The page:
Many Chinese are wondering what the episode was really all about: Government payback against the popular American company? Apple's arrogance? Or was it legitimate criticism of Apple's service in China?
"There is something I can't figure out," one social media user wrote Tuesday. "Did Apple actually violate the law? If they did, then use the law to deal with them."
The campaign against Apple kicked off two weeks ago when China Central Television broadcast an expose on the tech company's warranty standards and customer service in China. CCTV reported that Apple was using refurbished parts to repair products in China, and limiting some warranties to one year.
The Communist Party propaganda organ People's Daily followed up with days of sustained attacks, at one point accusing Apple of "incomparable arrogance."
Reactions to the daily barrage of criticism were mixed on social media, with some users backing calls for an Apple apology. Others thought state media was overreaching.
"Before [the CCTV broadcast], I thought Apple's service attitude was the most honest and kind in China," one social media user said. "I still think the same way now."
The stakes were high for Apple. Cook has already visited China twice during his short tenure as CEO. China is Apple's largest market outside the United States.
"Our manufacturing base is here, and we have incredible partners here," Cook said during January trip to China. "It's a very, very important country to us."
Apple (Fortune 500) did not initially address the controversy. The tech giant's approach contrasted with that of , Volkswagen, which almost immediately issued a recall of 384,000 cars after also being featured on the CCTV program.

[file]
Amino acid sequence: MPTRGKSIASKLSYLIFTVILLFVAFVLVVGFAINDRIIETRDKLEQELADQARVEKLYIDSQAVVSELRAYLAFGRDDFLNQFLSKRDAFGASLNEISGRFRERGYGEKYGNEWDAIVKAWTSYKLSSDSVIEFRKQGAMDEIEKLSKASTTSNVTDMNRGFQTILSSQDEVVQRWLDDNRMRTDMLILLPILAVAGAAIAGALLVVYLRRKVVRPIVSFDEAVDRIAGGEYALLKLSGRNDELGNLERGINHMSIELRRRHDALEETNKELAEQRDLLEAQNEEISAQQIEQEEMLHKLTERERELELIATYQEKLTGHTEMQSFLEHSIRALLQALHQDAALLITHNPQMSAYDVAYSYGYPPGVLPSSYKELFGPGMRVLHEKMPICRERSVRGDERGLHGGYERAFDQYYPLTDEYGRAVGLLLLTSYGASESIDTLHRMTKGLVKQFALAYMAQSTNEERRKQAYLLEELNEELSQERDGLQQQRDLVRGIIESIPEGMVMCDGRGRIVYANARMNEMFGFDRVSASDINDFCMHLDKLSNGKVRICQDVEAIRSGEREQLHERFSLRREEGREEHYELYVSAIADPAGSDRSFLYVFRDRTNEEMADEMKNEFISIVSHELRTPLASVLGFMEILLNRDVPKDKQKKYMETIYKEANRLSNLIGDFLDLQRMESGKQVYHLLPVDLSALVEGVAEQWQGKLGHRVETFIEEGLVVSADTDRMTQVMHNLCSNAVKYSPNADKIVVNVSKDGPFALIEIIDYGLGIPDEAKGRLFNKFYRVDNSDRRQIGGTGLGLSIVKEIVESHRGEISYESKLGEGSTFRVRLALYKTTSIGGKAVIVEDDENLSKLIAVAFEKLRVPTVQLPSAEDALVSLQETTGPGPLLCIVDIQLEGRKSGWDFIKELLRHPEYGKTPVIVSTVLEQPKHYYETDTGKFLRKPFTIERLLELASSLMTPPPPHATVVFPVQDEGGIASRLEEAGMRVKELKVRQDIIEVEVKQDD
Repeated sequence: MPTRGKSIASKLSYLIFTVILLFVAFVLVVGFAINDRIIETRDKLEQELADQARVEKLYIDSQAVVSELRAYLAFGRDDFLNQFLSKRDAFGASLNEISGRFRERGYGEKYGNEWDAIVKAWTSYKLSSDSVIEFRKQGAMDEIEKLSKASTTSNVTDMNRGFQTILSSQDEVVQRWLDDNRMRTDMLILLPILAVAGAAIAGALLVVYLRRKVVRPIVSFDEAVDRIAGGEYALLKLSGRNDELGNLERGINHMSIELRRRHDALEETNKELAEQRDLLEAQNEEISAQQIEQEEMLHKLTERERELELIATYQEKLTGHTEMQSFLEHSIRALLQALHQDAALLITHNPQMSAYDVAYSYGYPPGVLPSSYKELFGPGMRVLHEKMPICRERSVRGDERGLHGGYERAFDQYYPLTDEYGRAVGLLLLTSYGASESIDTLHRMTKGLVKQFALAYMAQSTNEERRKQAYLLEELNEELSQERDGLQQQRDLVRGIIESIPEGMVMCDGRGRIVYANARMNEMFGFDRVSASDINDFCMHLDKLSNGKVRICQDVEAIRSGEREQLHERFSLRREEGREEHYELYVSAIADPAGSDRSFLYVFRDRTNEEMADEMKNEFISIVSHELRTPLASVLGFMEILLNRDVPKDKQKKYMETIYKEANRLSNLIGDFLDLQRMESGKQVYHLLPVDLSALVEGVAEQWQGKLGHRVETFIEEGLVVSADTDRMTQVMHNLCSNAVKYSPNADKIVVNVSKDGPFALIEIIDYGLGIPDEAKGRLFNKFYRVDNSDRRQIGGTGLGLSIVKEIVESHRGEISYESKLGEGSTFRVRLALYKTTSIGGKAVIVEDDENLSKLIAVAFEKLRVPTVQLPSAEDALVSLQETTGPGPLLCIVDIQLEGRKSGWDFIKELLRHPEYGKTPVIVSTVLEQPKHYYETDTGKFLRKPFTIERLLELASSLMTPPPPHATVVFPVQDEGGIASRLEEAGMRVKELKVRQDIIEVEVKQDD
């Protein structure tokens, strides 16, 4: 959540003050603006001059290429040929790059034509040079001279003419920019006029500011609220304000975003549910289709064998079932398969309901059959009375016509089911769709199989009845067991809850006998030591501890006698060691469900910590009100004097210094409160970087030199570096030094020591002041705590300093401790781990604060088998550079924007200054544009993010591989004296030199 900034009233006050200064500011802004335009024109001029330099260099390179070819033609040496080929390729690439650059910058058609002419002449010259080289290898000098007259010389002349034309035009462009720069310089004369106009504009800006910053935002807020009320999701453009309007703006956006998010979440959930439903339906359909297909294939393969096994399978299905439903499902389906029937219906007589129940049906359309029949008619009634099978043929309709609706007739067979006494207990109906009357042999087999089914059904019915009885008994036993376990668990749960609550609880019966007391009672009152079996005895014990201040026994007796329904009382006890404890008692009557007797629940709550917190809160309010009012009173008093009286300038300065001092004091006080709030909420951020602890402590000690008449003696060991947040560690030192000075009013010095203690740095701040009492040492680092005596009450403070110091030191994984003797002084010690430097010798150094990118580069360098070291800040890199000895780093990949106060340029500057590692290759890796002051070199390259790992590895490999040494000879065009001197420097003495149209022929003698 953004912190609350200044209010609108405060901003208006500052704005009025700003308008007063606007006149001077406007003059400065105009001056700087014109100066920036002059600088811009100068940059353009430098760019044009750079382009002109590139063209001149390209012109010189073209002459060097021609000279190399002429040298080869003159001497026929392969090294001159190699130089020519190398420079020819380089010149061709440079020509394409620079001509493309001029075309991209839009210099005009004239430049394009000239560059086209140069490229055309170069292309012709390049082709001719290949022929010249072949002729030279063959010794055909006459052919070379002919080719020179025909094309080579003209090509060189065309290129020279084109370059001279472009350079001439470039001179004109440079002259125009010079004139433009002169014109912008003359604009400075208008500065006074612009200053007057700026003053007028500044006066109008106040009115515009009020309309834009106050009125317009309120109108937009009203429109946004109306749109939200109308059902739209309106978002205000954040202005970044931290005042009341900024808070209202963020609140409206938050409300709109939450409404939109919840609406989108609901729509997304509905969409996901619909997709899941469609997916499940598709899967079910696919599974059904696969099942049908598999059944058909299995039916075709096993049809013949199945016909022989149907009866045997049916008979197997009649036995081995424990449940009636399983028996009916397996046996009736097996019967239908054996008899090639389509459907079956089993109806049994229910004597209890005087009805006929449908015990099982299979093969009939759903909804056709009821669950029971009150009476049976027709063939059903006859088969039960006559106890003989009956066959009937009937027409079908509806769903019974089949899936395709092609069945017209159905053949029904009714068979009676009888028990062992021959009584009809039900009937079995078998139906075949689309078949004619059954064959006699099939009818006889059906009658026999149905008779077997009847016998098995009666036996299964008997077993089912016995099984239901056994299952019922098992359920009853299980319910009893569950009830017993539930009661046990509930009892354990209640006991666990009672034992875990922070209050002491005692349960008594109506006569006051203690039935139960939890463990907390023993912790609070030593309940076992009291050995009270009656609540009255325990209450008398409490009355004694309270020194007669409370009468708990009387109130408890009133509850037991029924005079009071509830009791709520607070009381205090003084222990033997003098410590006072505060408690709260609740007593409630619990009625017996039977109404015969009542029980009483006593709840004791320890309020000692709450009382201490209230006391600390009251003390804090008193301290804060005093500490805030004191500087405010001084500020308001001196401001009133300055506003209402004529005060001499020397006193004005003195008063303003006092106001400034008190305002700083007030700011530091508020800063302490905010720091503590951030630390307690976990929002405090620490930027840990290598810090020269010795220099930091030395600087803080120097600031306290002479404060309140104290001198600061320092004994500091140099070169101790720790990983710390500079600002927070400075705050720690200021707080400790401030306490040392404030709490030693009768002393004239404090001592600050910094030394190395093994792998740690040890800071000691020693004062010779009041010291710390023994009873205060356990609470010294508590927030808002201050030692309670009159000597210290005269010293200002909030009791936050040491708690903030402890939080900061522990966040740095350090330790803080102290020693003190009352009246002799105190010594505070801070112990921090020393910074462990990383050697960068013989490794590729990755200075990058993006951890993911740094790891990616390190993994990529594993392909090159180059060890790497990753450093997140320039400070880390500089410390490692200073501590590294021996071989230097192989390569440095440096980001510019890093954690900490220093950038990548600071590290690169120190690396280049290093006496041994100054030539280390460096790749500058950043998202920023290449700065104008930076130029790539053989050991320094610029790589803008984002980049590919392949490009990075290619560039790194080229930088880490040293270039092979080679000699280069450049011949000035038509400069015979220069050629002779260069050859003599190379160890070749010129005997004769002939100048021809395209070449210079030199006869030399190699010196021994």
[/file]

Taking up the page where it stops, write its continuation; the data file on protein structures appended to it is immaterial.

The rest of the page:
But as the attacks wore on, the question became whether an apology from Apple, as demanded by state media, would be forthcoming.
Apple is famously tight-lipped about many corporate matters. The Apple Maps fiasco warranted an apology. An iPhone antenna problem in 2010 resulted in a phone case giveaway.
But apologize Apple did, with Cook saying Monday that the company has much to learn about communicating in China.
"We recognize that some people may have viewed our lack of communication as arrogant, or as a sign that we didn't care about or value their feedback," the CEO said. "We sincerely apologize to our customers for any concern or confusion we may have caused."
A local employee at one of Apple's China stores, granted anonymity because he was not authorized to speak to the media, said he did not think Apple had done anything wrong.
"We are only making this clarification because of the pressure from official media," he said. Under the new extended warranty, he joked, iPhones will "be used for life and then passed down to the younger generation."
The apology is likely to cool tensions, and the state-run Global Times newspaper said Tuesday that Cook's words had "eased the situation."
But the Weibo microblogging site buzzed with commentary.
"This apology is an expected and also rather helpless choice," said one user on the Weibo microblogging site. "Facing China's huge and still expanding market, how can business-savvy Apple give it up?"
Weibo users also puzzled over the question of motive.
Could the campaign against Apple be retaliation for the treatment of Chinese telecoms Huawei and ZTE? Was this for the benefit of Apple competitors based in China? Was state media correct, and on an altruistic mission?
There was no consensus.
"Perhaps Apple didn't put too many ads on CCTV," one Weibo user mused.
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